Published: Oct. 13, 2022 By

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Tayloe Harding, Dean, University of South Carolina School of Music; John Richmond, Dean, UNT College of Music; and our Dean John Davis.Dear friends,

The First Amendment protects individual expression in music as a form of free speech. Indeed, music is one of our most powerful forms of free speech and arguably one of the best ways to connect with diverse populations.

So when I see the headlines decrying declining university enrollment rates across the board—exacerbated by the pandemic—I remain optimistic. Because what we offer at the College of Music is more relevant to education’s role in preserving democracy than ever before.

A few weeks ago, in Chancellor Philip DiStefano’s first in-person State of the Campus address in three years, he said, “If we as a university are to help form a more perfect nation, we must ensure that every person regardless of gender, race, ethnicity, sexual identity, disability or background has the opportunity to participate.”

By preparing multi-skilled, multifaceted universal musicians to innovate, influence and impact a diversity of disciplines, I believe that—at the College of Music—we’re doing exactly that: creating a broad range of opportunities for inclusive participation, thereby instilling collaboration and community among our students, faculty and staff in our myriad roles as emerging creatives and changemakers, accomplished professionals, active allies and engaged community members with heart.

Talk about relevance! At a time rife with political pressures and societal divisions, we at the College of Music aim for consensus and collaboration.

The way I see it, developing universal musicians who demonstrate diversity in all forms is both a mission and a process that directly supports and sustains democracy. Our diversity of experiences and abilities, perspectives and opinions, races and ethnicities, and genders and sexual identities enhances our conversation, ignites and expands our awareness, and makes us better when we come together.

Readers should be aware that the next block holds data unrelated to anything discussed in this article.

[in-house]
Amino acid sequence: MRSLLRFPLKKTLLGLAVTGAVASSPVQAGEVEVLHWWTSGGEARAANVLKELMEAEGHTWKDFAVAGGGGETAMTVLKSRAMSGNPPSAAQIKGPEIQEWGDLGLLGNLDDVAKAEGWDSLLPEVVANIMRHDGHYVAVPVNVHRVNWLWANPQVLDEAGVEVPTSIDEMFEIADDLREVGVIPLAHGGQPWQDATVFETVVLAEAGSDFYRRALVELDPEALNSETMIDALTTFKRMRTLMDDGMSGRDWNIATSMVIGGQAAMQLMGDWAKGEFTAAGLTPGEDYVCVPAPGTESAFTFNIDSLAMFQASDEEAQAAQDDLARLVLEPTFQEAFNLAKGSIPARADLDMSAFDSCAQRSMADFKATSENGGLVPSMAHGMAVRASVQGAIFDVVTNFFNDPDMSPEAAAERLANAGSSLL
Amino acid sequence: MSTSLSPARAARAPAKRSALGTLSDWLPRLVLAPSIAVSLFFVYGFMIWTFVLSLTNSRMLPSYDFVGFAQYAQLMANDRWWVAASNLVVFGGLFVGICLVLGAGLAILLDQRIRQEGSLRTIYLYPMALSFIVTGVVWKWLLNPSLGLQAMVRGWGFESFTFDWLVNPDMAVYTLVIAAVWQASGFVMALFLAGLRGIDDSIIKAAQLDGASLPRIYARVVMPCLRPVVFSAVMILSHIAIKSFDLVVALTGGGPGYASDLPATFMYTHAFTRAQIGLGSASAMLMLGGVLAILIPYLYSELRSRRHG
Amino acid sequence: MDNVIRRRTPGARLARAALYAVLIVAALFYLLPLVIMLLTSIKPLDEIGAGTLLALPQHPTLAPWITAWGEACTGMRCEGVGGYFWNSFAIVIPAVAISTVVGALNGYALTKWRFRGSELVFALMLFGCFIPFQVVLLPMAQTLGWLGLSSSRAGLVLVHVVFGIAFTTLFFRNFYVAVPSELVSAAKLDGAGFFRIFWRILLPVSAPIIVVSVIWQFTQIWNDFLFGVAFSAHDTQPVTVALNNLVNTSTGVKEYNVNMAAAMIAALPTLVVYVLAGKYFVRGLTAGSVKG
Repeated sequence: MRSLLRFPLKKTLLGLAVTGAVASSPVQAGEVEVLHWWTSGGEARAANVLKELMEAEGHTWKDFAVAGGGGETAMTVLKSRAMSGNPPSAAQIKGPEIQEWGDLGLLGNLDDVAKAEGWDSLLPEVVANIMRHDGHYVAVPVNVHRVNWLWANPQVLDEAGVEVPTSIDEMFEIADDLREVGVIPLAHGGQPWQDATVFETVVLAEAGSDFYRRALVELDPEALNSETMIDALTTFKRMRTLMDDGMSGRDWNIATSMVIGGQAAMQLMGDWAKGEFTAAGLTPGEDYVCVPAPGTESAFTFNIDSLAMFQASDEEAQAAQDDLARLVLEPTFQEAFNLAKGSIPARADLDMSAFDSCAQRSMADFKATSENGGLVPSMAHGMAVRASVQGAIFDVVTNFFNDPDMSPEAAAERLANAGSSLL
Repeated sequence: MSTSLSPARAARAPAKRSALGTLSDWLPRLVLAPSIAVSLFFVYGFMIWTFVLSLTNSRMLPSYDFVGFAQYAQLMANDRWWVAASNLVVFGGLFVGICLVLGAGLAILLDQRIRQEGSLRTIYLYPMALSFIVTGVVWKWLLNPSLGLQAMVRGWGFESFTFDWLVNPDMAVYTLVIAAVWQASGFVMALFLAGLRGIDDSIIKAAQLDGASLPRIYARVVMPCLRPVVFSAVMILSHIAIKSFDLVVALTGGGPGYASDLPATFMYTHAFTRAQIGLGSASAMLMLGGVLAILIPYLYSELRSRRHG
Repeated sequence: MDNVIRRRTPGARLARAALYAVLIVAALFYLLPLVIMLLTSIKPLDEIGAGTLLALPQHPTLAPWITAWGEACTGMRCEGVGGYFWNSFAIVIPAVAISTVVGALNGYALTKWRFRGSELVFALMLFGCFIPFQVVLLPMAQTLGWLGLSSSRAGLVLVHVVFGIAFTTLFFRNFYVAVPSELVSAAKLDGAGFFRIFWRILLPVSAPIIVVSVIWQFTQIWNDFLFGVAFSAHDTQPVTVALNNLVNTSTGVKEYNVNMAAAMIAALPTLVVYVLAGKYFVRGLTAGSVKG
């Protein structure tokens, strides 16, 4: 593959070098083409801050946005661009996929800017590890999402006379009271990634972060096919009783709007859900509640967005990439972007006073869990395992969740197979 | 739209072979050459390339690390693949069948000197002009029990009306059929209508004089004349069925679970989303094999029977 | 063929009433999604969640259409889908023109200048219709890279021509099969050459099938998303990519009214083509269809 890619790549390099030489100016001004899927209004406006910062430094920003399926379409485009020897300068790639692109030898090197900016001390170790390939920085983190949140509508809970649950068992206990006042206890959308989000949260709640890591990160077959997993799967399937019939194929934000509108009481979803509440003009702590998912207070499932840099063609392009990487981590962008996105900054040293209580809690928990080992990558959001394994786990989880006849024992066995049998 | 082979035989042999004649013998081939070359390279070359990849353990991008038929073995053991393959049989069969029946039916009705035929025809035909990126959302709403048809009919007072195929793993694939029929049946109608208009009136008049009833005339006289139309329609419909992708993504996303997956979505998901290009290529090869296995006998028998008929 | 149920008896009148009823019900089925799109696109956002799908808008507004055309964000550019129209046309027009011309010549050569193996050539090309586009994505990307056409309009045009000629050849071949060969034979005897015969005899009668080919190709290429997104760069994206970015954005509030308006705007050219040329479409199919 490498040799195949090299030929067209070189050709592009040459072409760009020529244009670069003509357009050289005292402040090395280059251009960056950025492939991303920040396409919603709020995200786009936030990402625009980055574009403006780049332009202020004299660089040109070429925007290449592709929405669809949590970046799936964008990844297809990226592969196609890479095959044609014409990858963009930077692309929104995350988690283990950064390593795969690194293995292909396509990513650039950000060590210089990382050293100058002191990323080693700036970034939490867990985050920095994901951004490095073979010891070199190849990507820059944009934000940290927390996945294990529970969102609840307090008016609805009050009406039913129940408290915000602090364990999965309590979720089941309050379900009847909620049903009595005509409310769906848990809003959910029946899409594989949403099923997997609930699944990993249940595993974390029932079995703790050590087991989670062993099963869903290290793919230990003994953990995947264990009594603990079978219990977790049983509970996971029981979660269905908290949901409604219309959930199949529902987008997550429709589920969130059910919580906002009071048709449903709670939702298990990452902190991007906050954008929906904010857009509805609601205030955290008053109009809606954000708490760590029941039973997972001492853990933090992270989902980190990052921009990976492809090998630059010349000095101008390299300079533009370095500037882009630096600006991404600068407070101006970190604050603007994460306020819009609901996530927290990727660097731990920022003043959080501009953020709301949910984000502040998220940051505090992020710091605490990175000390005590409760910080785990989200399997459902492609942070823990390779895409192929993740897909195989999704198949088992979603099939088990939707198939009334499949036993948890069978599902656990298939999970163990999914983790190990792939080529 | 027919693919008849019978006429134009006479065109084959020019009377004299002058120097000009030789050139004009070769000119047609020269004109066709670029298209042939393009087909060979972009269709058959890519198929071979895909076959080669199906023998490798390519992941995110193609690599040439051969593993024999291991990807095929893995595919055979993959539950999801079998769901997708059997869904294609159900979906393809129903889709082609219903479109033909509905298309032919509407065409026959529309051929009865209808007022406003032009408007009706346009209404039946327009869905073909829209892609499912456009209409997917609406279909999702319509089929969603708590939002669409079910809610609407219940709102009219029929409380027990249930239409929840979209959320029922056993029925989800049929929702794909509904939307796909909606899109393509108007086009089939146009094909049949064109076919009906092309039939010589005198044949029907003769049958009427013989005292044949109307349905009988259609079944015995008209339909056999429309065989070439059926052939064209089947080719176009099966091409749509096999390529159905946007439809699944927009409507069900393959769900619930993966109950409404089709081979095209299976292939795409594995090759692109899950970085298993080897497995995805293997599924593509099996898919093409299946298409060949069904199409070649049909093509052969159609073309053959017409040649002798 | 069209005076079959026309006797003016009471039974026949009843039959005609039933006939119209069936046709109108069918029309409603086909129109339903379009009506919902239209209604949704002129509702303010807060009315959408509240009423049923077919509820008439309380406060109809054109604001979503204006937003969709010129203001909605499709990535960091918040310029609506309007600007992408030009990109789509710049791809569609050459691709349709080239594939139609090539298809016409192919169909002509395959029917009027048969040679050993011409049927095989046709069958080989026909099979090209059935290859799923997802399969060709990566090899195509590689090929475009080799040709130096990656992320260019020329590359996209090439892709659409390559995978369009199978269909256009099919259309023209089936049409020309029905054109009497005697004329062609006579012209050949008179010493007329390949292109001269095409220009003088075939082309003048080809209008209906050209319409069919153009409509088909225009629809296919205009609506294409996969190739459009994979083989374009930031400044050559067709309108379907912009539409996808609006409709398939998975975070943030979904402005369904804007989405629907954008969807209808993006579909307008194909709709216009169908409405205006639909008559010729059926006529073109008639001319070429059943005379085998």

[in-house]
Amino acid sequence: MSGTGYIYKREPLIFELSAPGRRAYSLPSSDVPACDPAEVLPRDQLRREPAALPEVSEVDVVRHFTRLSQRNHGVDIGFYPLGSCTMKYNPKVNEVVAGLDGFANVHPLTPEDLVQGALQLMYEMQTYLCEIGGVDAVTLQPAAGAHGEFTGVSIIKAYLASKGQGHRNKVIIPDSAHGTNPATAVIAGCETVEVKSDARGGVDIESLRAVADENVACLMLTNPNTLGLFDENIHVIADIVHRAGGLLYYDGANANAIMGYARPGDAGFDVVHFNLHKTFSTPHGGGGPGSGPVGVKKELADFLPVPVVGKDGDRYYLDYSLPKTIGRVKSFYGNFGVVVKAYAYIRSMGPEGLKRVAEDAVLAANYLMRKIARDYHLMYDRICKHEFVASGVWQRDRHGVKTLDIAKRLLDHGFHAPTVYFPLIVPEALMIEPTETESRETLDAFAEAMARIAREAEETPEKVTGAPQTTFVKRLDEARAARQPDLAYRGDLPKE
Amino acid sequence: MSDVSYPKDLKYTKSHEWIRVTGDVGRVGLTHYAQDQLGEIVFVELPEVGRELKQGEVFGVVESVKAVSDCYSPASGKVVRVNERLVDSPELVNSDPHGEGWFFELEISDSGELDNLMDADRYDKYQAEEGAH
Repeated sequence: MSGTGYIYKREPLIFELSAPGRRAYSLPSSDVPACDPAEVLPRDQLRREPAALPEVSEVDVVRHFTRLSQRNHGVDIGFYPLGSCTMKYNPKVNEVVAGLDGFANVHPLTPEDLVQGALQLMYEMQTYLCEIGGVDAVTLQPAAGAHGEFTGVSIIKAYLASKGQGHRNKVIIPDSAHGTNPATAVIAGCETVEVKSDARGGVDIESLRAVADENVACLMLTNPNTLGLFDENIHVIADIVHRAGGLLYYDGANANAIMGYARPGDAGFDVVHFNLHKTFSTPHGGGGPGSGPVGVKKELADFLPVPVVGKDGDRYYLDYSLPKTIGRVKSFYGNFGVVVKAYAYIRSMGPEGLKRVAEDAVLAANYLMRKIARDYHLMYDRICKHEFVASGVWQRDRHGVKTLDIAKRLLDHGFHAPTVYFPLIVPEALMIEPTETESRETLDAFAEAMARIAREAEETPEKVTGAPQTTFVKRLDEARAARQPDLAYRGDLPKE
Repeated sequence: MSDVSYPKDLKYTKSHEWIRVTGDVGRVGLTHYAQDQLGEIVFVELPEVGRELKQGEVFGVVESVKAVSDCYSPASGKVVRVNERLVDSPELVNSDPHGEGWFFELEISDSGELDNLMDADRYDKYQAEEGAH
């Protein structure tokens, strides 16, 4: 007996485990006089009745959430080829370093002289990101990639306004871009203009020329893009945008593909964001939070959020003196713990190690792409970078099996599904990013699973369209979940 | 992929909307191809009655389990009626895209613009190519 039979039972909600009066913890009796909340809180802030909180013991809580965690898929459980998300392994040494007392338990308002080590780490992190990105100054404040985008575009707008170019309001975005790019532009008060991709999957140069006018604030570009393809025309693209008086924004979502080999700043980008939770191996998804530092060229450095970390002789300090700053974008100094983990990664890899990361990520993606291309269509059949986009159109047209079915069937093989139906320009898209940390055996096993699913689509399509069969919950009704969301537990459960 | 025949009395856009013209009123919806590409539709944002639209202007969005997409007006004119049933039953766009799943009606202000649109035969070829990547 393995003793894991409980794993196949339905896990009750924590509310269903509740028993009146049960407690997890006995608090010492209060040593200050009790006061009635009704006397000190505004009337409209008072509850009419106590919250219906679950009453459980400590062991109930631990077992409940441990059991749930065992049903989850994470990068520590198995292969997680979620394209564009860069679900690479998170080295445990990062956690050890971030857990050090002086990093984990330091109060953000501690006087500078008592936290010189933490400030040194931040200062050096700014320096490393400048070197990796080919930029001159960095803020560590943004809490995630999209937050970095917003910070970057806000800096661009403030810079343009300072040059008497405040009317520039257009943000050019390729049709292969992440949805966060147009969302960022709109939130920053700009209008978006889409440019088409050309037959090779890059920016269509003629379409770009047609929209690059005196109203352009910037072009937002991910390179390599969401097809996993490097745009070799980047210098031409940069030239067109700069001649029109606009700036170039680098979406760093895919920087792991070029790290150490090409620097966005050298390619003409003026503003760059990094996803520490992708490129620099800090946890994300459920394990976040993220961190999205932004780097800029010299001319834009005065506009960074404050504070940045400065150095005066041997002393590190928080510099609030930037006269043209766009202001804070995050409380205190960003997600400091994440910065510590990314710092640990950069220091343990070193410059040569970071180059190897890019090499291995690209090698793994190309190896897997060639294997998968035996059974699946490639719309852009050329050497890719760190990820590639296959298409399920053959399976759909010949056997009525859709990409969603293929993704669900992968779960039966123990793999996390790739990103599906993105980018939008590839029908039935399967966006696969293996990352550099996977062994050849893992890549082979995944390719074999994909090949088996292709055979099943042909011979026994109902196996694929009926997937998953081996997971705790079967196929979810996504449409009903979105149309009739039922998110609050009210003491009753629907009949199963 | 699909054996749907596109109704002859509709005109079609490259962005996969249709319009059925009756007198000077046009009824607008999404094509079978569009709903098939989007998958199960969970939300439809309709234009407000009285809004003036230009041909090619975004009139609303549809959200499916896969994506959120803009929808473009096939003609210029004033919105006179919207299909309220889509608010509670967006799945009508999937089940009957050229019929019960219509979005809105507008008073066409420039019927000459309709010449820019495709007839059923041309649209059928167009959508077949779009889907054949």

At its core, music making is inherently about listening to one another, respecting and discussing differences, sharing leadership and coming together around a common goal, a unified whole … the same values that form the bedrock of a well-functioning democracy.

To that end, we’re working continually to refine and flex our offerings, update our applied curriculum, implement ever more diverse programming and repertoire, and nurture intentional inclusivity in everything we do … all to expand our students’ agency and self-determination in meeting and exceeding their aspirations. Instead of being prescriptive, the College of Music asks students their passions and what most resonates with them, and then advises them accordingly. 

I’ll continue to share our progress, and always welcome your thoughts as our mission unfolds. Contact me anytime at

Photo: Dean John Davis at the annual National Association of Music Executives of State Universities [NAMESU] conference recently: “Expanded preparation of our students for the multifaceted world they face—what I call the universal musician—is a hot topic!" Left to right: Tayloe Harding, Dean, University of South Carolina School of Music; John Richmond, Dean, UNT College of Music; and our Dean John Davis.

Together, we’re making a difference toward inclusive excellence at the College of Music by developing multi-skilled, multi-faceted universal musicians of tomorrow. We invite you to contribute to the Dean's Annual Fund to ensure our timely, flexible response to the rapidly changing critical needs of our students, faculty, staff and programs throughout the College of Music. Your gift to the Dean’s Fund enriches student and faculty experiences through diversity, equity + inclusion (DEI) initiatives, faculty and staff professional development, student performances at Boettcher Concert Hall, distinguished visiting lecturers ... and so much more. Thank you!